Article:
Maggi O’Brien has seen the same doctor for nine years. A brain and spinal cord specialist, Dr. Kent Yundt first performed surgery on her spine in 2005. Then he inserted a tube into her brain when the pressure inside her skull increased dangerously.
All told, Yundt has performed five surgeries on O’Brien, who, at 58, is disabled and struggles with constant pain and fatigue from rheumatoid arthritis and fibromyalgia.
O’Brien, who worked as a nurse for 20 years until her health problems rendered her disabled, guesses she’s smoked marijuana for four decades: first as a typical child of the ’70s and later to ease her pain.
“I smoke pot every single day, and it makes such a difference in my life,” she said. “It’s the one thing that actually makes me feel better.”
In 2010, she decided to make it legal. She asked Yundt to sign the form that allows her to buy medical marijuana, which has been legal in Oregon since 1998. Yundt, who did not return a request for comment, declined, telling her he was afraid of getting swarmed with patients looking for weed.
Like the majority of Central Oregon’s more than 4,000 medical marijuana patients, the Redmond resident was forced to turn to high-volume specialty clinics that advertise medical marijuana approvals because many doctors refuse to sign off on their patients’ marijuana use.
For O’Brien, going around her regular doctor was expensive and lodged a barrier between her and the person who knows her and knows her medical condition.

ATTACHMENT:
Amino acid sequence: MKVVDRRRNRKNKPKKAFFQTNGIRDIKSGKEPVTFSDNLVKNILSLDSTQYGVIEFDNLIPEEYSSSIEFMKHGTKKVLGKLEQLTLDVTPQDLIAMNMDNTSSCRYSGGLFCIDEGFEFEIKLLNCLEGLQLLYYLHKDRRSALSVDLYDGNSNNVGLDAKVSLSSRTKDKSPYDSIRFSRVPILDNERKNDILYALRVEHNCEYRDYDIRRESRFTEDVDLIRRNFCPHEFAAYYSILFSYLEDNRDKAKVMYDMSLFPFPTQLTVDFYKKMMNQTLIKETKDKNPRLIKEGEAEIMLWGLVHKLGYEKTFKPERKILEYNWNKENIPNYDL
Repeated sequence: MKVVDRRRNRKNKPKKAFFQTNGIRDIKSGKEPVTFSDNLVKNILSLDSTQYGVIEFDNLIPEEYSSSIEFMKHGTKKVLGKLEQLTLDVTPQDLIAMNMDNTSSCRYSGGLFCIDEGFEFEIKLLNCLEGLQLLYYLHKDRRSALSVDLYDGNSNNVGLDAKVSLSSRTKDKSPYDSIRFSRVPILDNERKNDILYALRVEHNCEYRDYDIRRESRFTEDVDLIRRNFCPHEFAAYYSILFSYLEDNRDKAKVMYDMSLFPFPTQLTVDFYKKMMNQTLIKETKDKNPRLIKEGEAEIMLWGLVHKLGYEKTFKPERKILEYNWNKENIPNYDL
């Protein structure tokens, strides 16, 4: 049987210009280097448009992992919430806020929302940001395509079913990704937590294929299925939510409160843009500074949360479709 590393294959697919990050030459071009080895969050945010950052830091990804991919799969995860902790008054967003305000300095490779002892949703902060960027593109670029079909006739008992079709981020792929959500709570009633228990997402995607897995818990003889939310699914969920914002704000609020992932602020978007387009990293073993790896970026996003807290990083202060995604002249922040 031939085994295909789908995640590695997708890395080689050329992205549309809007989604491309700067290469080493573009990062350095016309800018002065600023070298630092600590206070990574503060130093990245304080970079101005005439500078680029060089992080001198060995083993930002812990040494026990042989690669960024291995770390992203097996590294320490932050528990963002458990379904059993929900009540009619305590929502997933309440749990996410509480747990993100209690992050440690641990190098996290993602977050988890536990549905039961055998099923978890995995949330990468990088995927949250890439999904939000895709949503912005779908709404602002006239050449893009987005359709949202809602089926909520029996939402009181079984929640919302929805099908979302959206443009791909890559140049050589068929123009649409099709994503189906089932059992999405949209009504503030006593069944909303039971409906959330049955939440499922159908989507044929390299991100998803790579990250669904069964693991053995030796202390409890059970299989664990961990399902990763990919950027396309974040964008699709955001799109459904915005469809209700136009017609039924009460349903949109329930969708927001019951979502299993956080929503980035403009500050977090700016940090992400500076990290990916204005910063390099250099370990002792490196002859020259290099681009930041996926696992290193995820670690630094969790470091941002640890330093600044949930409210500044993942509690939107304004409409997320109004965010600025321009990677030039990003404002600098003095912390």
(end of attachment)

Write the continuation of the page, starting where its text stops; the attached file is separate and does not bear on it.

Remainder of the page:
“There is a relationship,” she said. “We have to circumvent that process to get a medicine that’s relatively harmless.”
Unless doctors work in a clinic whose policy forbids it, they can choose whether or not to sign an attending physician’s statement, the form that confirms a patient has one of the conditions that renders them eligible for the Oregon Medical Marijuana Program. Although Oregon’s medical marijuana law intended for the statements to be signed by patients’ long-term primary care providers, things haven’t shaken out that way.
In many cases, the doctors refuse out of fear they’ll be labeled a “pot doc” and flooded with patients seeking weed. There’s also a powerful stigma within the medical community that causes some doctors look down upon colleagues who sign the forms. Others simply don’t see medical marijuana as an efficacious therapy given the lack of scientific research supporting its health benefits.
In some cases, patients’ own fear of what their doctor will think drives them elsewhere, said Tom Burns, director of pharmacy programs for the Oregon Health Authority, which administers the Oregon Medical Marijuana Program. The same thing happens with HIV patients, he said.
“There are certain stigmas that still exist in medicine,” Burns said, “and the fear of a stigma sometimes causes people to want to go someplace where they think they will be treated in a more friendly and sympathetic environment.”
Road trips for weed
There are 4,071 medical marijuana patients in Deschutes, Jefferson and Crook counties, according to OHA data. Doctors with addresses in Central Oregon, however, have only signed a total of 1,772 attending physician’s statements. The latter number is misleading, as some of Central Oregon’s highest-volume marijuana approvers — doctors Brian Dossey, Andrew Dorfman and Christopher Hatlestad — are actually based elsewhere.
Still, the numbers show that most Central Oregonians seeking medical marijuana either go across the state to get approved or they see doctors who visit every now and then to sign approvals.